Does the teacher need to know what SD worked on at your house?  (I'm not sure if that's part of your agreement with the teacher - that the teacher tells you what needs to be done and you respond with what's been done.)

We decided it didn't matter what the excuse was.  There was no room for any of them.  (Last year her favorite excuse was that the teacher lost it.  So we made her log every paper that she turned in.  Amazingly, the teacher stopped "losing" them.)

It's a tough age!


Title: Re: Feedback on communication threshold
Post by: livednlearned on October 09, 2019, 12:57:36 PM
I think a tough part will be keeping the tone really light and not punitive, so SD11 doesn't shut down.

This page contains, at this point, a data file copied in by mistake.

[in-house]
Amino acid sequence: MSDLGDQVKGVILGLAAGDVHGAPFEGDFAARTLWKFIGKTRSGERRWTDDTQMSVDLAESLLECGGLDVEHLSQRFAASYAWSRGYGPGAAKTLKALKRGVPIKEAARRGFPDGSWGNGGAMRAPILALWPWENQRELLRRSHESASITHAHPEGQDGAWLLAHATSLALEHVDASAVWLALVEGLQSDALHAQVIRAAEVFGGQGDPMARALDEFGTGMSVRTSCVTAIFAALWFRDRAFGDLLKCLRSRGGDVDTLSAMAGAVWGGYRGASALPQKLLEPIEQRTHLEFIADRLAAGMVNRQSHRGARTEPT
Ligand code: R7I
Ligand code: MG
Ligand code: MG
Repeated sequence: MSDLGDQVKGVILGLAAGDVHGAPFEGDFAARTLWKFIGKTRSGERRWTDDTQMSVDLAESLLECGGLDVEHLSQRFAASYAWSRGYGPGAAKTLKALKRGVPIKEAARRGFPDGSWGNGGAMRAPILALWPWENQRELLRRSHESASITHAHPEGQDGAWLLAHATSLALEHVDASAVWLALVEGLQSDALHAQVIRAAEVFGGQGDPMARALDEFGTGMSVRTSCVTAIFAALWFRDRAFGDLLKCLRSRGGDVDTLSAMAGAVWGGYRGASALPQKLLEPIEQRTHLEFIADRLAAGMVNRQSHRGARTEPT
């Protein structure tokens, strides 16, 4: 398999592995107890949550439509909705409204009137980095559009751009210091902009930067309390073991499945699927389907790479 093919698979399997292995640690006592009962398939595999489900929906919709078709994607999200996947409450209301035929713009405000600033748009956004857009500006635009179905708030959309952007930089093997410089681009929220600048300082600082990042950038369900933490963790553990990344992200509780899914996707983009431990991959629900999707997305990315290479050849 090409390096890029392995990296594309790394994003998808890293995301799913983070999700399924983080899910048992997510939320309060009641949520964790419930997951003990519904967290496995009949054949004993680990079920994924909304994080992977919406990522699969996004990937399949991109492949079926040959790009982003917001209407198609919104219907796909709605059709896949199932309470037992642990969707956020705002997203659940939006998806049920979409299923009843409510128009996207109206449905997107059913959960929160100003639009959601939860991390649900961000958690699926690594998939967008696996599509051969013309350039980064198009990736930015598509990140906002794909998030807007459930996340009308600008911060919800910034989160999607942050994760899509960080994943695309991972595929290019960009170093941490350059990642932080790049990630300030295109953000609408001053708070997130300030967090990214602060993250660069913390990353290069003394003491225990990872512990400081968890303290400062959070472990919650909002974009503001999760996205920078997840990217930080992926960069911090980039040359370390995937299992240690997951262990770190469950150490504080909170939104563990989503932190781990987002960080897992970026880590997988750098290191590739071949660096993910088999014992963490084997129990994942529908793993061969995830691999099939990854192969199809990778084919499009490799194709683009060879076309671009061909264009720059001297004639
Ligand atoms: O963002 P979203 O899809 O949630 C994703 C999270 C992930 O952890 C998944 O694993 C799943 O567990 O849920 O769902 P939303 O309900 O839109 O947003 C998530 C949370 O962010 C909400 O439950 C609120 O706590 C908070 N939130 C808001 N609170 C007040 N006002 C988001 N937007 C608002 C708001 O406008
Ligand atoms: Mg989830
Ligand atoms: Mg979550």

That's really smart, the idea to get her involved without it being punitive.


Title: Re: Feedback on communication threshold
Post by: kells76 on October 09, 2019, 01:30:47 PM
Excerpt
Does the teacher need to know what SD worked on at your house?

Is that as opposed to what SD worked on at Mom's house? Or is it does the teacher in general need to know about any of the work done anywhere?

I don't want to go down the road of "SD11 did everything assigned this weekend and it was a Dad weekend" and then have the teacher email after the next weekend to say "It's Monday, and SD11 didn't turn in any HW, what's up" and say "Wellllll... wasn't our weekend, couldn't say".

Any tips on navigating the communication with the teacher here? If I'm blunt, the situation is "We are not communicating directly with Mom about HW. Communication goes better when there is a neutral third party involved, and there is not one right now." Ideas on not getting sidetracked by "at whose house did SD11 do/not do HW"?

Excerpt
consequences when the homework isn't done - even if she wasn't with us when she was supposed to do it.